Supreme Court Justice Ketanji Brown Jackson: Opinion PieceApr 12, 2022 10:00AM ● By Karen Warrington
Image Source: Photographer Lloyd DeGrane via Wikimedia Commons
The world watched as Judge Jackson, hopeful to become the first African American woman to serve on the U. S. Supreme Court, endured biased and excruciating interrogation by Republican senators. But, somehow she didn’t get weary, and instead persevered with received encouragement from colleagues.
As Judge Jackson, and all of us, attempt to overcome challenges and roadblocks to professional goals, it’s important to remember that we are often leaning or standing on the shoulders of those who came before us. For example, Judge Jane Matilda Bolin was the first African American woman judge in America. However, her firsts don’t stop there. Bolin was also the first Black woman to graduate from Yale Law School and the first to join the New York City Bar. On July 22, 1939, New York City Mayor Fiorello La Guardia appointed Bolin as a judge of the Domestic Relations Court and, unbelievably, for 20 years she remained the only Black woman judge in the nation.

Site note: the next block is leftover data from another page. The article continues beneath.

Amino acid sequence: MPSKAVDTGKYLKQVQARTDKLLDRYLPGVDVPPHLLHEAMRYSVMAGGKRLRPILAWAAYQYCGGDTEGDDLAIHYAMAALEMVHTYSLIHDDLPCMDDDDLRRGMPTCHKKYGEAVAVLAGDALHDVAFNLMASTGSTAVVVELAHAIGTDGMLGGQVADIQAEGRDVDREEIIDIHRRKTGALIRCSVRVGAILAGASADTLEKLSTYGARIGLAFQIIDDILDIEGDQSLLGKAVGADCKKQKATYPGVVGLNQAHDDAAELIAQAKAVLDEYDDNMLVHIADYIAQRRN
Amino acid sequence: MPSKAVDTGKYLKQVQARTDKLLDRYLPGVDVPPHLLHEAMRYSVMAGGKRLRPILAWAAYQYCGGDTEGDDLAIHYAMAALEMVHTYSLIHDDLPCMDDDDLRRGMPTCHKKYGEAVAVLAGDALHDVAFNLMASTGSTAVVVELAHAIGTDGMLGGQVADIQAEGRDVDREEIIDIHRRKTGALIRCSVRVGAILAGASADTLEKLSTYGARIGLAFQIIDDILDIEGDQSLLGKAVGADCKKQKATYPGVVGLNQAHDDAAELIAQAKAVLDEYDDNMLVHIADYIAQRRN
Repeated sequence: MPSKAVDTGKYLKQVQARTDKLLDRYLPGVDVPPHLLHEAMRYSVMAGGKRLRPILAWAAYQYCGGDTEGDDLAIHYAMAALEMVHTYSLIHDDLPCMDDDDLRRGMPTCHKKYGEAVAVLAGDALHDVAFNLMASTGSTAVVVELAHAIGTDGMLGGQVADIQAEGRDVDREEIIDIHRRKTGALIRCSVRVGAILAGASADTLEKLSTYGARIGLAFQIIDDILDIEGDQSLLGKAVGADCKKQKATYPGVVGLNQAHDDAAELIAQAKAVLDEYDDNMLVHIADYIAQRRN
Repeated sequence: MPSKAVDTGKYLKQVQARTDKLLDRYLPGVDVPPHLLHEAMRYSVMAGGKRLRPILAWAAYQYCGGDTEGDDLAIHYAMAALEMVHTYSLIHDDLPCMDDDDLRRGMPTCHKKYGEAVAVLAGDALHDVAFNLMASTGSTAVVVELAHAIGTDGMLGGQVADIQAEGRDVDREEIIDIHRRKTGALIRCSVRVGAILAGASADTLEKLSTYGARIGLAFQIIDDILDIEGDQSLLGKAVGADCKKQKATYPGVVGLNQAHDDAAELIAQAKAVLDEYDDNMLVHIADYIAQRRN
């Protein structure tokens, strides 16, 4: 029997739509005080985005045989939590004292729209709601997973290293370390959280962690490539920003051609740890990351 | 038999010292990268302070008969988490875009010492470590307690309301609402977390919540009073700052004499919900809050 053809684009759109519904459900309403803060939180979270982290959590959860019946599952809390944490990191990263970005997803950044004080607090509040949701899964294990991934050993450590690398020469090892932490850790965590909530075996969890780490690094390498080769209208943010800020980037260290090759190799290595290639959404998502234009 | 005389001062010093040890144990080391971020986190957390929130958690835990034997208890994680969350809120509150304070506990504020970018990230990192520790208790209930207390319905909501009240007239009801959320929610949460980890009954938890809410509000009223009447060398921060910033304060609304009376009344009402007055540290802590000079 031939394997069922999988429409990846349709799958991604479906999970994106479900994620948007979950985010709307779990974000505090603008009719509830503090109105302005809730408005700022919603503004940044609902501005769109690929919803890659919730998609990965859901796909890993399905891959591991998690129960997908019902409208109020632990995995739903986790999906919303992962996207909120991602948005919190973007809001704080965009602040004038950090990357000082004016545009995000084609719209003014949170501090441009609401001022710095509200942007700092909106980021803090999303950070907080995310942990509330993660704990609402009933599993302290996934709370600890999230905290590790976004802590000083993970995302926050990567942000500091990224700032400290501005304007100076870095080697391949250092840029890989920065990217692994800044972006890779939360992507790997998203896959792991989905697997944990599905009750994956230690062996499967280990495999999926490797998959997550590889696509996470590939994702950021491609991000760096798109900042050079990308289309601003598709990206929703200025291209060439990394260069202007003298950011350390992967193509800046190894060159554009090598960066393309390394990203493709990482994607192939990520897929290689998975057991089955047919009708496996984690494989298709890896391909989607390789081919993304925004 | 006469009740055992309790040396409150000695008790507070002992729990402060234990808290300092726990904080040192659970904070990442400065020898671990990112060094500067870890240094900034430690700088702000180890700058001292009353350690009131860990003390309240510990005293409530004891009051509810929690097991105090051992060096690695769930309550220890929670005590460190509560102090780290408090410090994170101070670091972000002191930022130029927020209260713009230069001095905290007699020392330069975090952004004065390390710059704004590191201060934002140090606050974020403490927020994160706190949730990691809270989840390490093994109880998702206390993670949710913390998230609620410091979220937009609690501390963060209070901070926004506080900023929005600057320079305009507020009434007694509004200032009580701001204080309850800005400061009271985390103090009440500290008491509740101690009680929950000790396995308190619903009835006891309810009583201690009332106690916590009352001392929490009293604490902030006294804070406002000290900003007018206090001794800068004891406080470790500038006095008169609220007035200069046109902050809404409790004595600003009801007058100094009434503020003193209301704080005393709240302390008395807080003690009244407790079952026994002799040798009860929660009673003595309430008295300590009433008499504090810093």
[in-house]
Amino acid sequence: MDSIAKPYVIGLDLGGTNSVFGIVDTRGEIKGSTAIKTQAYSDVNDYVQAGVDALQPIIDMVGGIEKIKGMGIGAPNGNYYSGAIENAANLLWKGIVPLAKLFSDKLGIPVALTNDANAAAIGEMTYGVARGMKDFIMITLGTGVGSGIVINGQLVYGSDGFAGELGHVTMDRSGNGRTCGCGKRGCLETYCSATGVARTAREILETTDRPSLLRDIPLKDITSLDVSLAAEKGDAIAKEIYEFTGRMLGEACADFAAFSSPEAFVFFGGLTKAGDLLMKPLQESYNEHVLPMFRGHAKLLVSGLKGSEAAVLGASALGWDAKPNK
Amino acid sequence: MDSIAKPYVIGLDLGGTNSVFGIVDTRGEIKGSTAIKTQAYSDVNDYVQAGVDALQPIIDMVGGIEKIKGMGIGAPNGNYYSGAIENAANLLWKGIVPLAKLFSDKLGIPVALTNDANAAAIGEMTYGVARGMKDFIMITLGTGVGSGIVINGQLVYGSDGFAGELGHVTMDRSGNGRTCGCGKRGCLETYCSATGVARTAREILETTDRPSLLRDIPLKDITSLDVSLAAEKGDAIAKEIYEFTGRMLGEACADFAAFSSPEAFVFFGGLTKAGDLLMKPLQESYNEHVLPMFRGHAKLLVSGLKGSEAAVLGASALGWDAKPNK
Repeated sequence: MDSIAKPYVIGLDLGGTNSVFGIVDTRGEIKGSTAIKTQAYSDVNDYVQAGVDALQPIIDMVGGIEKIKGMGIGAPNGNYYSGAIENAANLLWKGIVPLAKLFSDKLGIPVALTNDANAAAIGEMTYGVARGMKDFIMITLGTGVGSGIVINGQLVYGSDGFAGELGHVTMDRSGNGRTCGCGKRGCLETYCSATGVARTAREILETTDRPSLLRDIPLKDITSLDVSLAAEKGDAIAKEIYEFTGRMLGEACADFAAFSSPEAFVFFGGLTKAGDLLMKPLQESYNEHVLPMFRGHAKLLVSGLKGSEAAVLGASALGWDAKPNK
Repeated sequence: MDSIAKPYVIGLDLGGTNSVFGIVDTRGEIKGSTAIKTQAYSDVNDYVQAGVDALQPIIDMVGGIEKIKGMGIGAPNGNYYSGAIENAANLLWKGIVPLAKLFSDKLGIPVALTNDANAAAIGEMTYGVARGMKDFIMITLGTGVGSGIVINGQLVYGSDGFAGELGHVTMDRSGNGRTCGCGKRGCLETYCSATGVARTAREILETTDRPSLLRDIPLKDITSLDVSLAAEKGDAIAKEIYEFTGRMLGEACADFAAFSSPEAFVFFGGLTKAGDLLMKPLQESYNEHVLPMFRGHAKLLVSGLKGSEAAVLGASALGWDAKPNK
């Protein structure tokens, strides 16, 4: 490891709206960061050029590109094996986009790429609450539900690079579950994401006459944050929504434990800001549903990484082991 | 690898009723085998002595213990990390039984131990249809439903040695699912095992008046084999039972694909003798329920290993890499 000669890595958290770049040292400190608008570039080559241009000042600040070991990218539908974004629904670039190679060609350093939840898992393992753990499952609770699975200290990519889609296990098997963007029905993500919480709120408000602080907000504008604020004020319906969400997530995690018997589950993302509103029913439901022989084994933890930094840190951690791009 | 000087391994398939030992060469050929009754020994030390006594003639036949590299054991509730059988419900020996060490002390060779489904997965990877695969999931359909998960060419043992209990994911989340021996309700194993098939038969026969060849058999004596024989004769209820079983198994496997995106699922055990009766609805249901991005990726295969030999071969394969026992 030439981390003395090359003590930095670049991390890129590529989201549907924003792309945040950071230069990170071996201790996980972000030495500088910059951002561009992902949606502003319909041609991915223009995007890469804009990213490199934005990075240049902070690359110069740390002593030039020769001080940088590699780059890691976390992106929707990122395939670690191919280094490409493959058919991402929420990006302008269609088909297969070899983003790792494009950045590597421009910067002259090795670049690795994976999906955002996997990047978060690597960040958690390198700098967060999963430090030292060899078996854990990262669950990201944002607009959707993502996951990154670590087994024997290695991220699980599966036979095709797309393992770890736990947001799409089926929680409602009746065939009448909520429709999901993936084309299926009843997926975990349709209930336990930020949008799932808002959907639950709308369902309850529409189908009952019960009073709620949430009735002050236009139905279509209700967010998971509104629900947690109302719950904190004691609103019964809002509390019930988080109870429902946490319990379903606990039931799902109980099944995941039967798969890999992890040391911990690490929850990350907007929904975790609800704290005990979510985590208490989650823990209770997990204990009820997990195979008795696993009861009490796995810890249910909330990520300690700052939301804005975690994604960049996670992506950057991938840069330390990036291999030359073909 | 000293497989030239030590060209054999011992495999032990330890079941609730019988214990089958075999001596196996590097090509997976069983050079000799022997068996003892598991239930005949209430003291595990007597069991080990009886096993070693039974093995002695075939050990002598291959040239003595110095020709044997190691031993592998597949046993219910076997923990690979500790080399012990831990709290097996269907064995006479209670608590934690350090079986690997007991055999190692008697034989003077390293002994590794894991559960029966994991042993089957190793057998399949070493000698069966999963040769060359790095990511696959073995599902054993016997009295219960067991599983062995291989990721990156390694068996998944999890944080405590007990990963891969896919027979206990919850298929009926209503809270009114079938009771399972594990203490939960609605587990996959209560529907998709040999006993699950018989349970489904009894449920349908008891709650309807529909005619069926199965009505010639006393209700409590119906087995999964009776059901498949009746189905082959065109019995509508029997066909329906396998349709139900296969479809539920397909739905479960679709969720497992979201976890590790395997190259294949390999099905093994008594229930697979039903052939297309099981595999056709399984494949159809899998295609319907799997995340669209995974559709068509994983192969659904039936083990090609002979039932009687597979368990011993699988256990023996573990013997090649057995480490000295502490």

Being the first isn’t easy but somehow these women found the strength and the drive to pursue and achieve their goals despite the obstacles thrown at them.
Poet Langston Hughes best captures this will to keep going in the poem, “Mother to Son”. The mother says very simply that life “ain’t been no crystal stair,” and she urges her son, and everyone, forward by saying,
“… don’t you set down on the steps
Cause you find it kind of hard.
Don’t you fall now -
For I’se still goin’ honey,
And life for me ain’t been no crystal stair.”
Karen Warrington has had a decades long career as a broadcast journalist, communications professional, performing artist, and documentary filmmaker. She has traveled extensively throughout Africa, the Caribbean, Europe, and Asia. She is committed to being a voice for the African Diaspora.
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